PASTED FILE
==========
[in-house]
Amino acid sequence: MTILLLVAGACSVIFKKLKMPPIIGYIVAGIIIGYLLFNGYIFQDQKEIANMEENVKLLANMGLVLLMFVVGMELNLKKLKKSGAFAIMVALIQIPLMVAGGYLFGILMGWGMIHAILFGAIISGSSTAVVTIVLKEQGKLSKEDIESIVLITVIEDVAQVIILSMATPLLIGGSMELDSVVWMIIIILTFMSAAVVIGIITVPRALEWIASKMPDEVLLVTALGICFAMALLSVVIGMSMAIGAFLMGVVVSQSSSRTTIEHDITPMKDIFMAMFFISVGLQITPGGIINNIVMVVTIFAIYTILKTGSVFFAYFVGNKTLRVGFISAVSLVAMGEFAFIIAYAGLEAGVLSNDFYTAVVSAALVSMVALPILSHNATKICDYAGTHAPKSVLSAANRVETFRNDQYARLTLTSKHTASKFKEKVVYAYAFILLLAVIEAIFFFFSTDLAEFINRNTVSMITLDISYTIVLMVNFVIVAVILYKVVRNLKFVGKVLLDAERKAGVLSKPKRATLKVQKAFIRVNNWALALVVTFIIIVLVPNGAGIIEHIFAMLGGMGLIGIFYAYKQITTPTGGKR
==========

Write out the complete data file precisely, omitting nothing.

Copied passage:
[in-house]
Amino acid sequence: MTILLLVAGACSVIFKKLKMPPIIGYIVAGIIIGYLLFNGYIFQDQKEIANMEENVKLLANMGLVLLMFVVGMELNLKKLKKSGAFAIMVALIQIPLMVAGGYLFGILMGWGMIHAILFGAIISGSSTAVVTIVLKEQGKLSKEDIESIVLITVIEDVAQVIILSMATPLLIGGSMELDSVVWMIIIILTFMSAAVVIGIITVPRALEWIASKMPDEVLLVTALGICFAMALLSVVIGMSMAIGAFLMGVVVSQSSSRTTIEHDITPMKDIFMAMFFISVGLQITPGGIINNIVMVVTIFAIYTILKTGSVFFAYFVGNKTLRVGFISAVSLVAMGEFAFIIAYAGLEAGVLSNDFYTAVVSAALVSMVALPILSHNATKICDYAGTHAPKSVLSAANRVETFRNDQYARLTLTSKHTASKFKEKVVYAYAFILLLAVIEAIFFFFSTDLAEFINRNTVSMITLDISYTIVLMVNFVIVAVILYKVVRNLKFVGKVLLDAERKAGVLSKPKRATLKVQKAFIRVNNWALALVVTFIIIVLVPNGAGIIEHIFAMLGGMGLIGIFYAYKQITTPTGGKR